October 31, 2016 - Every parent wants the best for their child’s future, and one of the best ways to make sure your child will have a bright future is to be sure that you are correctly using the right car seat for your child and that the seat is correctly installed in your vehicle every time. The problem is that keeping them safe in vehicles isn’t as easy as it might appear. Most parents think they are using their car seat correctly, but unfortunately, at least three out of four car seats are used incorrectly. For a car seat to best protect your child, it must be the one that fits your child, your vehicle, and one that you will use correctly every time you travel.
What can parents do to secure their child’s future? Texas AgriLife Extension agent, Jheri-Lynn McSwain, is urging all parents and caregivers to attend the car seat checkup event on Friday, November 4, 2016. Certified technicians will be available to provide on-site car seat inspections and education from 2:00 to 4:00 p.m. at the Center Walmart on 810 Hurst Street.
Children are at greater risk than adults in a vehicle crash. In fact, motor vehicle crashes are one of the leading causes of death for children. Crash data from the National Highway Transportation Safety Administration shows that on average, every 33 seconds, one child under the age of 13 is involved in a crash and nearly two children under age 13 are killed, and 308 are injured every day. Unfortunately, in 2015, less than half of the children killed in vehicle crashes in Texas were known to be restrained.
Securing your children properly in age- and size-appropriate child safety seats — in the back seat of your vehicle — is the most effective thing you can do to protect them in the event of a crash. In fact, in motor vehicle crashes, child safety seats reduce the risk of a fatal injury by 71 percent for infants and 54 percent for toddlers. Misuse of car seats can cause needless injuries and fatalities.
For a child safety seat to do its job correctly, it has to be:
- Appropriate for your child’s age and size,
- Installed properly in your vehicle, and
- Adjusted to fit your child securely.
Parents are reminded to keep children rear-facing until at least age 2 or until the limit of their rear-facing convertible seat, which is usually 40 pounds or more. Also, children should stay in a 5-point harness system until they are ready to ride in a booster seat. Booster seats are for children who are at least age 4 and 40 pounds or more, and mature enough to sit still in a booster. Finally, keep children in a booster seat until the seat belt fits correctly. This is usually sometime between ages 8 and 12. The average child fits in a seat belt at age 11.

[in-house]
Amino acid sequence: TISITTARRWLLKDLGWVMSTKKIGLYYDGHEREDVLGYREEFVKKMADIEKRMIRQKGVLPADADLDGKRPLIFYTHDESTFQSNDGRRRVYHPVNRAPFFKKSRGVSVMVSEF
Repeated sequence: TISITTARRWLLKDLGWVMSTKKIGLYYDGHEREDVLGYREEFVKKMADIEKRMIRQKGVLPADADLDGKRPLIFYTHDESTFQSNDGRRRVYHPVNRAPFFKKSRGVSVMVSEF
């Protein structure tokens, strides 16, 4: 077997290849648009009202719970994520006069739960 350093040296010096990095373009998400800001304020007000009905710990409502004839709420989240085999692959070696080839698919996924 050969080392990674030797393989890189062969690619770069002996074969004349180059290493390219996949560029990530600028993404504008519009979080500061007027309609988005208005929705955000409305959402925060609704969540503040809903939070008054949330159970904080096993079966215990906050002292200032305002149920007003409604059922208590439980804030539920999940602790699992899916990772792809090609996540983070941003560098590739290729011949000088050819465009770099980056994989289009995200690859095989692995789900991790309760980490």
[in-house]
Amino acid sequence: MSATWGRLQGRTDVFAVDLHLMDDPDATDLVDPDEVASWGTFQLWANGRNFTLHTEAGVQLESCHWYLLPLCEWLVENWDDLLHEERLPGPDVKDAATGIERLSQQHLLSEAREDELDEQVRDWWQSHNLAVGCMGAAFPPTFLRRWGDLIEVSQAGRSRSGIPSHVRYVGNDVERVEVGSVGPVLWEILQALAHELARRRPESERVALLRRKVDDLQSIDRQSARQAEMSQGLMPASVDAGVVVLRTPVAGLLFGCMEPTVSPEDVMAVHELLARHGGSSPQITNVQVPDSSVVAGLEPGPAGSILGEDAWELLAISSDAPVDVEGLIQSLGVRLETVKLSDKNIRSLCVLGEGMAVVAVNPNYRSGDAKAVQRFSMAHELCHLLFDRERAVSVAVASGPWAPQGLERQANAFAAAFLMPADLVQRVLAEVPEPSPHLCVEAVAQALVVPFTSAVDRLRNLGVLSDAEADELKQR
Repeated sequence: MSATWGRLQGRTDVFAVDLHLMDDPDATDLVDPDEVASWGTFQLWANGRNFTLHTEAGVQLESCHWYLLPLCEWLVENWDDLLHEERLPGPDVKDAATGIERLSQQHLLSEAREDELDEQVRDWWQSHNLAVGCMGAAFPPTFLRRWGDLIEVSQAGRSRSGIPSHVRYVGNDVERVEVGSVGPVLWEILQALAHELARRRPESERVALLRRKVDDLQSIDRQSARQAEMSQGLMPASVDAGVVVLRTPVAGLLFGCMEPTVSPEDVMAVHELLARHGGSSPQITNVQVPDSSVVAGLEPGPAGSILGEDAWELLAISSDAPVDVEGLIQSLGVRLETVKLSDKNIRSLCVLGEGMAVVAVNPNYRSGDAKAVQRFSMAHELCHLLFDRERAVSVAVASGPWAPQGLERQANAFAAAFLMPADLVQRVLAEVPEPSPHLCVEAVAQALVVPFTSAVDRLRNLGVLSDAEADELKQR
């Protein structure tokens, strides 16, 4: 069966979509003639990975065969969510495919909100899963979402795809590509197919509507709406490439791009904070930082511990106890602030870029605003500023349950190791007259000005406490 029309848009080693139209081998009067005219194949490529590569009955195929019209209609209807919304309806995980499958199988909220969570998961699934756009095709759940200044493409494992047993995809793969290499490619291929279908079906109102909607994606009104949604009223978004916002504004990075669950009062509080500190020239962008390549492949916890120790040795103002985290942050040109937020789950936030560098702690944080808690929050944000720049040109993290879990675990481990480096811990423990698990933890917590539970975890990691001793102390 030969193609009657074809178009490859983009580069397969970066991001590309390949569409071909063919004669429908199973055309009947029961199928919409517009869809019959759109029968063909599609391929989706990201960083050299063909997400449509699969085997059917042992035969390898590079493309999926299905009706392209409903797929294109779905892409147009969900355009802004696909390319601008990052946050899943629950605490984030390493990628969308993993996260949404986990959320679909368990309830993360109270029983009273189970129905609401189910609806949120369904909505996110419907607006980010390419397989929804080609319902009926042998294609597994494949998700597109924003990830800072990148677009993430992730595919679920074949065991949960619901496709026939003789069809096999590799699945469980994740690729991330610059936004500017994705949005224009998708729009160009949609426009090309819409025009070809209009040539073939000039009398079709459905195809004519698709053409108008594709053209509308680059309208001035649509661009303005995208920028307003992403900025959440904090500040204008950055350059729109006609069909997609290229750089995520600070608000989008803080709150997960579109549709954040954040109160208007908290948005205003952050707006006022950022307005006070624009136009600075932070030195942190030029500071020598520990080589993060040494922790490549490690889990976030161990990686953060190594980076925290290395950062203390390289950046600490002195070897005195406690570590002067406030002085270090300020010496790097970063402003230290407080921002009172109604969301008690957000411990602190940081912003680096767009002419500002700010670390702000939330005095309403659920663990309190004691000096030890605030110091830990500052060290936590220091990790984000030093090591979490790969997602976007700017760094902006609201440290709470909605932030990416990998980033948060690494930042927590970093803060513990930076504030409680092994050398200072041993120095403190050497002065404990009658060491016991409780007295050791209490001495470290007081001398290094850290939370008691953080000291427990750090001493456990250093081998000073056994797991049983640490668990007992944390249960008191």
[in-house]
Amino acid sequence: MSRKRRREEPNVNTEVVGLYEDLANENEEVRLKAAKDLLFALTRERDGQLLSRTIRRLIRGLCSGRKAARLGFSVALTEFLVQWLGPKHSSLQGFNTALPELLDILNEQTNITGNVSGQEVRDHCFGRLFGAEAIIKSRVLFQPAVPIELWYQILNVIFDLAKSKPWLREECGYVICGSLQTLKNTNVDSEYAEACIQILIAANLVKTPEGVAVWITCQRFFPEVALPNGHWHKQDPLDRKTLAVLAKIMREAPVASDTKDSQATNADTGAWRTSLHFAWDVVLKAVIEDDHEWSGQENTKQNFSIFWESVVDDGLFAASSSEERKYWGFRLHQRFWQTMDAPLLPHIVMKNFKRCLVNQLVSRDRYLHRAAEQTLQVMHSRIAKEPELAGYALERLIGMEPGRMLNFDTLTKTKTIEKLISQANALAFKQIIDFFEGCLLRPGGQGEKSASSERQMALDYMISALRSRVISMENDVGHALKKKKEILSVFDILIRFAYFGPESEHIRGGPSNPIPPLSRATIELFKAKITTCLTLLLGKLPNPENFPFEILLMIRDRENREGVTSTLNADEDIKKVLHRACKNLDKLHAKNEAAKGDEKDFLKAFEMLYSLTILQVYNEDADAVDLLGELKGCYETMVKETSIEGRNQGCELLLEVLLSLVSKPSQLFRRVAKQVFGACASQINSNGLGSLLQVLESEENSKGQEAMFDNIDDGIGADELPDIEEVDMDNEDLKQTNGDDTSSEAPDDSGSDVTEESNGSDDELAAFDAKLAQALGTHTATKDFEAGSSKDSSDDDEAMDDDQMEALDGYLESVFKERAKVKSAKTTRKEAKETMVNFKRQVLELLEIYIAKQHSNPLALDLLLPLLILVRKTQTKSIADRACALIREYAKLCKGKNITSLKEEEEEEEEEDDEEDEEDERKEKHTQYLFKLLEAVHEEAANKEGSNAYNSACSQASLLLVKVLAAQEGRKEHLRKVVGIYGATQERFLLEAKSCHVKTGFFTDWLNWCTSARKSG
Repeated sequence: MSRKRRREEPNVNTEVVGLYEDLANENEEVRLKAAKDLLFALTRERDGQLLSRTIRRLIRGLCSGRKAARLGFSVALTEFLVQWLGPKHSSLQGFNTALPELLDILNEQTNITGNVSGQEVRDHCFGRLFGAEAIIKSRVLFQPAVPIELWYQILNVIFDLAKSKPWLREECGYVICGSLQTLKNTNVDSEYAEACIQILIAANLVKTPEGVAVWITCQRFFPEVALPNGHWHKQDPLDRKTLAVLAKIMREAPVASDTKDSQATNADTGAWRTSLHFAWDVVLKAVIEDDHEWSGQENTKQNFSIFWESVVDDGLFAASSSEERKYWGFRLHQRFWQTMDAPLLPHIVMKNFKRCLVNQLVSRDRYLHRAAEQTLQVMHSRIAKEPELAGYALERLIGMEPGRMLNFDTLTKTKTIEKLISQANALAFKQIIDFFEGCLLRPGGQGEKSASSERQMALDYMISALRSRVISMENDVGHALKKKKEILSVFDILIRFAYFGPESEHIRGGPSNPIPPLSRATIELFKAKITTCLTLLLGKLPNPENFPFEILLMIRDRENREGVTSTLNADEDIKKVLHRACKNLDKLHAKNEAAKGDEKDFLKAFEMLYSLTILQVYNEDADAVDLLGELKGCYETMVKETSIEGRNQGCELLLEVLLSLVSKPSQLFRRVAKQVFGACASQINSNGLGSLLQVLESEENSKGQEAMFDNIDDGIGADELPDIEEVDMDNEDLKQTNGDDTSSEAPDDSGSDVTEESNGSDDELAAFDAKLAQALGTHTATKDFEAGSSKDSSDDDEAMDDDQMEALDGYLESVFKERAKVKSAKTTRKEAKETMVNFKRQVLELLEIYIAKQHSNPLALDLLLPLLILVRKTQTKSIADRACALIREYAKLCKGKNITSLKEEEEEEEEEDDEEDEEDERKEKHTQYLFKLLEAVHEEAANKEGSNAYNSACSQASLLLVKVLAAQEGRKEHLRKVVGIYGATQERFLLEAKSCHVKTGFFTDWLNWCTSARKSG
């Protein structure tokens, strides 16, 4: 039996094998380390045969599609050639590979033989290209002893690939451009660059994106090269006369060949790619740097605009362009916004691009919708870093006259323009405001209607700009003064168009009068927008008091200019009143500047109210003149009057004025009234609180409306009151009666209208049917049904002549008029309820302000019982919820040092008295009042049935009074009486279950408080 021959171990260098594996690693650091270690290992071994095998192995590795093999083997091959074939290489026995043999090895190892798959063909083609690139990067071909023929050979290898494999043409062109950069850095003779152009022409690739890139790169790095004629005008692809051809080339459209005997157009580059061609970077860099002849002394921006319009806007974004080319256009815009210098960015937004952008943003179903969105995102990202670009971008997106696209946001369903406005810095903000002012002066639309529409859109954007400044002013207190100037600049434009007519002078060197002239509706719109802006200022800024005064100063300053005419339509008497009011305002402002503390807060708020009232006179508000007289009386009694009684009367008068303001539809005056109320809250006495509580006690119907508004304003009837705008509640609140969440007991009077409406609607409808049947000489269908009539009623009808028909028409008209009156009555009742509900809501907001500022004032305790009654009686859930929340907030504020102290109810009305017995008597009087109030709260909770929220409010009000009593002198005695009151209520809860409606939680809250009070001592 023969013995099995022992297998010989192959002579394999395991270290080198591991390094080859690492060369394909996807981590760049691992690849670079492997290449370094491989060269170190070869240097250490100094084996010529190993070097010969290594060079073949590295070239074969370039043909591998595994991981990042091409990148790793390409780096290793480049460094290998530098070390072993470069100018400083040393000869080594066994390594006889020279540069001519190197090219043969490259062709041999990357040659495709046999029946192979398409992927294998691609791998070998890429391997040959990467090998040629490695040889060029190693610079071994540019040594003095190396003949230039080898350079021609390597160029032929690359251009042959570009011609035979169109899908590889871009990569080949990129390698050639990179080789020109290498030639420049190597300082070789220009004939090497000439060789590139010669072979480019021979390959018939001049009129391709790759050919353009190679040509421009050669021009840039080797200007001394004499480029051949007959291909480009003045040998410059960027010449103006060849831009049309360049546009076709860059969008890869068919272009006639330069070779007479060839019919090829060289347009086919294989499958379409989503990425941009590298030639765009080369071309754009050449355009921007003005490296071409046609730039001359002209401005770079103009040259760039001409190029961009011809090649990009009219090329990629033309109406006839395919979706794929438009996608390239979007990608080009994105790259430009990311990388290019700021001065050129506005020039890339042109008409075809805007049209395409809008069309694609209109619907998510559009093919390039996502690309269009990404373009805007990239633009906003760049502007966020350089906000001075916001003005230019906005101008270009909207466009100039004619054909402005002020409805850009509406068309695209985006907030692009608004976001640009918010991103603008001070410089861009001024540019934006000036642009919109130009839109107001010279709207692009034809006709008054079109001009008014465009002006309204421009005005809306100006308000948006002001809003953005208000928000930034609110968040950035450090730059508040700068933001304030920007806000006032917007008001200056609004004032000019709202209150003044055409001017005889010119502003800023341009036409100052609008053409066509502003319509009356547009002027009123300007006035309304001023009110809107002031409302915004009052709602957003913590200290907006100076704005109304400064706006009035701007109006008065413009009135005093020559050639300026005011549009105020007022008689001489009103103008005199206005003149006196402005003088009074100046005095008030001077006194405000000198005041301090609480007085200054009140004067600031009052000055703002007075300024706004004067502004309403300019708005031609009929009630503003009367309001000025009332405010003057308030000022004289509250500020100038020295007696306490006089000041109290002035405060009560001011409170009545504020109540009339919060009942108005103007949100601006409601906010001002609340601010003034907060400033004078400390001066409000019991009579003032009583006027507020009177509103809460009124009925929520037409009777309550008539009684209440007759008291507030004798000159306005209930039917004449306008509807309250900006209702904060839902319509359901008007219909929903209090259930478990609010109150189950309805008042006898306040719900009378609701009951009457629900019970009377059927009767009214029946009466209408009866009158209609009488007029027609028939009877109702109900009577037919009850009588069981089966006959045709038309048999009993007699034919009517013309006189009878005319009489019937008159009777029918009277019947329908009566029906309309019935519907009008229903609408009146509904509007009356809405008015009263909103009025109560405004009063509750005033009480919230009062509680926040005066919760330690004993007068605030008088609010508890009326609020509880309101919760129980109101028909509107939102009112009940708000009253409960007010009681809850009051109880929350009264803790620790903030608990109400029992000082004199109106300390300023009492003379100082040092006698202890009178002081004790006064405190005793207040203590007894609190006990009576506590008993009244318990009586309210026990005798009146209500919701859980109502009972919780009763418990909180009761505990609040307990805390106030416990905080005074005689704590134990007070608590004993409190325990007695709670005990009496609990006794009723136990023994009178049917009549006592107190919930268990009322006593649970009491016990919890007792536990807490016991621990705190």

If you’re a parent or caregiver, don’t miss this opportunity to have a free child safety seat inspection by a certified child passenger safety technician. Technicians can provide hands-on advice and instruction. Make sure your children are safe and you are in compliance with the current child safety seat law in Texas. The law requires all children under age 8, unless taller than 4-feet-9-inches, to be in a child safety seat system, which includes traditional child safety seats with harnesses and booster seats. Keep in mind that the law is always the minimum. Car seat technicians will be able to provide education on best practices.
Remember: All child passengers under age 13 should ride securely restrained in the back seat, where they are safest — every trip, every time. If you are not able to attend an event during National Child Passenger Safety Week, you don’t have to wait until next year to check if your car seat is properly installed. To locate a certified Child Passenger Safety Technician in Texas, please visit: http://buckleup.tamu.edu.
Follow these guidelines from NHTSA to keep your children riding safely:
- Birth – 12 months: For the best possible protection, your child under age 1 should always ride in a rear-facing car seat. There are different types of rear-facing car seats; infant-only seats can only be used rear-facing. Convertible and 3-in-1 car seats typically have higher height and weight limits for the rear-facing position, allowing you to keep your child rear-facing for a longer period of time.
- 1 – 3 years: Your child should remain in a rear-facing car seat until he or she reaches the top height or weight limit allowed by your car seat’s manufacturer. This may result in many children riding rear-facing until age 2 or older. Once your child outgrows the rear-facing car seat, your child is ready to travel in a forward-facing car seat with a harness.
- 4 – 7 years: Keep your child in a forward-facing car seat with a harness until he or she reaches the top height or weight limit allowed by your car seat’s manufacturer. Once your child outgrows the forward-facing car seat with a harness, it’s time to travel in a booster seat, but still in the back seat.
- 8 – 12 years: Keep your child in a booster seat until he or she is big enough to fit in a seat belt properly. For a seat belt to fit properly, the lap belt must lie snugly across the upper thighs, not the stomach. The shoulder belt should lie snugly across the shoulder and chest and not across the neck or face. Children under age 13 should ride in the back seat.